How to Stop Airplay From Lagging (Step by Step)


Airplay 2 icon on TV

AirPlay was a revolutionary wireless standard when it came out in 2010 and continues to be the best wireless standard for the Apple ecosystem. I can’t imagine using anything else for my HomePod, Apple TV, or even Mac when I’m trying to stream a movie or song from my iPhone. However, as rare as they are, lags do occur and that ruins the stellar experience. That’s why I had to find a way to stop AirPlay from lagging. 

AirPlay may lag due to poor WiFi connection, wireless interference, bugs in the software, and other reasons. You can fix these problems by checking your wireless connection, reducing interference, turning off peer-to-peer AirPlay, updating and restarting the software, or using a wired connection.  

Before moving on to the solutions, it’s important to understand how AirPlay works. Let’s check it out. 

What is AirPlay?

Apple introduced AirPlay back in 2010 as its own wireless protocol that allows you to stream videos, music, and images from your iOS device to your Macbook and other Apple devices. With the launch of AirPlay 2 in 2018, Apple improved its wireless protocol for multi-room audio and video with the HomePod and Apple TV. 

While AirPlay has undoubtedly been the best wireless protocol for the Apple ecosystem, I’ve run into numerous problems with the protocol since it was introduced a decade ago. While the standard improved and became more reliable than ever, bugs and problems still pop up and I hoped that AirPlay 2 would solve them.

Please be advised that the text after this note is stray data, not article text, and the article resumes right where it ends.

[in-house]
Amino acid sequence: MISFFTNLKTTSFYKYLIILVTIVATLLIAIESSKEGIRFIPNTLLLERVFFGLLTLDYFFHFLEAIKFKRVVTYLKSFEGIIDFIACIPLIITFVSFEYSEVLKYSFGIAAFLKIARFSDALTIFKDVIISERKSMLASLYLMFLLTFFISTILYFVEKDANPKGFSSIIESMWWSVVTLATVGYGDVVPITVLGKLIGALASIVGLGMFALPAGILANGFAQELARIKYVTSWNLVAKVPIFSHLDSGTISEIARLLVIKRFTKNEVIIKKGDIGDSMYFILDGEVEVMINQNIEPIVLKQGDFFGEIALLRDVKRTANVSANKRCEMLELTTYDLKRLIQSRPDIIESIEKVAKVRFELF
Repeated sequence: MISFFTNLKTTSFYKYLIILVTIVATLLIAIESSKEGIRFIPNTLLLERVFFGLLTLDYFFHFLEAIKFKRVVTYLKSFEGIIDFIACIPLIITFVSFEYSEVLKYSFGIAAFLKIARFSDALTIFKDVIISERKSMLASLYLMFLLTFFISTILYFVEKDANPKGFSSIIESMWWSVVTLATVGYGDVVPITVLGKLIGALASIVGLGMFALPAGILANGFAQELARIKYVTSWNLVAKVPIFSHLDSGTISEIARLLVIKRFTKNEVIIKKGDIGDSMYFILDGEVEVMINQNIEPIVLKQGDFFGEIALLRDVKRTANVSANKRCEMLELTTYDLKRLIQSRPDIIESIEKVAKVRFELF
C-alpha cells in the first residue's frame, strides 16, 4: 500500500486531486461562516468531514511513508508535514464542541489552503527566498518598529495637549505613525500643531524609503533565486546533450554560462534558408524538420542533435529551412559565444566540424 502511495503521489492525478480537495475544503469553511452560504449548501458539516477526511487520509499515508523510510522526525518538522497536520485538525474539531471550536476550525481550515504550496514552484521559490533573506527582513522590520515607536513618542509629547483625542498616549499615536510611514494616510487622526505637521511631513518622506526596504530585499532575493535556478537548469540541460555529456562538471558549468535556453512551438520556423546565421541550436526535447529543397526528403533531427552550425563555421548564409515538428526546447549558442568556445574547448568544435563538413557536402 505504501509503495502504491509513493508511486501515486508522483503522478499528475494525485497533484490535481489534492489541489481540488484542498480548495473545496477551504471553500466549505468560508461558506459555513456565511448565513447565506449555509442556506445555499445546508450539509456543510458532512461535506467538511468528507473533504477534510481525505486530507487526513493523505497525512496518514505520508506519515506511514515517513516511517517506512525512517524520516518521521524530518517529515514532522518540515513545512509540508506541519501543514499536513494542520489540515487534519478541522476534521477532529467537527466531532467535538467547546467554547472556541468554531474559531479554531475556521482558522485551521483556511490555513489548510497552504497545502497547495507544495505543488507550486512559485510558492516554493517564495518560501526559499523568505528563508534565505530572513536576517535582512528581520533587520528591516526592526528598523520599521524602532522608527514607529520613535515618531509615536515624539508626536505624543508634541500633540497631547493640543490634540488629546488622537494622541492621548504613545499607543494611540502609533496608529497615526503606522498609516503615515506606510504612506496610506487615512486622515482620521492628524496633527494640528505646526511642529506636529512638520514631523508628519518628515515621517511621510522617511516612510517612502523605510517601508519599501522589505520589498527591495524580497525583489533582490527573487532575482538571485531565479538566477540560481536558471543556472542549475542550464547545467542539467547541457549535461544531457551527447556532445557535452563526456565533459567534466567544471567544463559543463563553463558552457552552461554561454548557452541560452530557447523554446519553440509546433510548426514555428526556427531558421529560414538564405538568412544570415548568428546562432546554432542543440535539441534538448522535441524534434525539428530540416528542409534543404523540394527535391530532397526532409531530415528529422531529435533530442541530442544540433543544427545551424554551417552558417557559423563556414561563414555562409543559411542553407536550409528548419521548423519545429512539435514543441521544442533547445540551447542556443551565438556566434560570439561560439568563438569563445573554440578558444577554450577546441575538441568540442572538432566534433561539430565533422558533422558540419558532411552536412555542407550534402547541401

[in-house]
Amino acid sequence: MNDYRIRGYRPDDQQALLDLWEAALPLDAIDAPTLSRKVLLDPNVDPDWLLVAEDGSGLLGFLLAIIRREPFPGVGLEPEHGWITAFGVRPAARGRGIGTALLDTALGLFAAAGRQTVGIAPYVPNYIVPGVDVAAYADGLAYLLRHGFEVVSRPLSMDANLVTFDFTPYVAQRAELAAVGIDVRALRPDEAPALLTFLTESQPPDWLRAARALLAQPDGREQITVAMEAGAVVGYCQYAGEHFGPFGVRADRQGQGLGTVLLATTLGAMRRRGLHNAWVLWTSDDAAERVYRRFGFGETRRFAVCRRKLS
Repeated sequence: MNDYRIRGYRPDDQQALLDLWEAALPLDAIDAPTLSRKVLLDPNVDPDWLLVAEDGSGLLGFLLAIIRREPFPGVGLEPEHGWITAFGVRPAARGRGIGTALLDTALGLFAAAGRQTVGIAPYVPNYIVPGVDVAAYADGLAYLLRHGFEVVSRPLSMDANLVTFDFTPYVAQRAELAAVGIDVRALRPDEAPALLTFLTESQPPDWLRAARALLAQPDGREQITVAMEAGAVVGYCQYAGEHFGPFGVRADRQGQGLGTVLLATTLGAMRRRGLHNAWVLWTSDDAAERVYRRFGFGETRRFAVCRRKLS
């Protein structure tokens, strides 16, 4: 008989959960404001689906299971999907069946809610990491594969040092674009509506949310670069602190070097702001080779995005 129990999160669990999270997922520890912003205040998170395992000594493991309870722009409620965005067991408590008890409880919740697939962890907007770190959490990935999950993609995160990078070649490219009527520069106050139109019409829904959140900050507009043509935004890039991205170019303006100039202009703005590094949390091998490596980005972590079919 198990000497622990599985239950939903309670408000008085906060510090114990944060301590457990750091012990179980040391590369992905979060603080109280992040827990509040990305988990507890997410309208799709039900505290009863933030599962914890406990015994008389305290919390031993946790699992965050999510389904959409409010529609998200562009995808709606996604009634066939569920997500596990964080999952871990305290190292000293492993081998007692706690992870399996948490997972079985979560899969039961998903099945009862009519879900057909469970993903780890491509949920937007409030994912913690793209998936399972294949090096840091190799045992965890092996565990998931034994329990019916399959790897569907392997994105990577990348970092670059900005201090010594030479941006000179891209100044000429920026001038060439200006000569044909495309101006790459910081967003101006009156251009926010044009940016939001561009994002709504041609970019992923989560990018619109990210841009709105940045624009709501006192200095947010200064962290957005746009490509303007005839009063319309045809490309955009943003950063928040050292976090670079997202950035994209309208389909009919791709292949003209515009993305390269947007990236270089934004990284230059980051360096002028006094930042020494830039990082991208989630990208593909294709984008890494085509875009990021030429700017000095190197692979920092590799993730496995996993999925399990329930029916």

While AirPlay 2 solved the problem of poor audio streaming quality since it uses WiFi instead of Bluetooth, lags and interruptions still occurred. Instead of solving those issues, Apple focused more on multi-room video and audio with HomePod and Apple TV and the ability to play different songs in different HomePods from the save iOS device.  

Moreover, Apple devices always prefer peer-to-peer connections. While that’s great for privacy, it can slow down AirPlay when devices need to constantly switch between a private network and your home WiFi network. It can also cause problems when your home WiFi network isn’t strong enough. 

Turn off peer-to-peer AirPlay

As mentioned above, Apple devices prefer peer-to-peer connections while using AirPlay. They basically create a private WiFi network with the WiFi modules on both devices and use that for sharing content. However, when you use internet service for sharing a Netflix movie from your phone to Apple TV or Macbook, they switch back to your home’s WiFi network. 

If the network is switched many times and the home WiFi network isn’t strong enough, it is going to cause lags and interruptions. While peer-to-peer Airplay can’t be disabled on most iOS devices, it can be disabled where it counts the most, your Apple TV. 

Here’s how you can disable peer-to-peer AirPlay on Apple TV:

  • Use the Apple TV remote to go to Settings and launch the app. 
  • Scroll down to AirPlay and select it. 
  • Within the AirPlay setting select AirPlay
  • Now make sure that you select Everyone.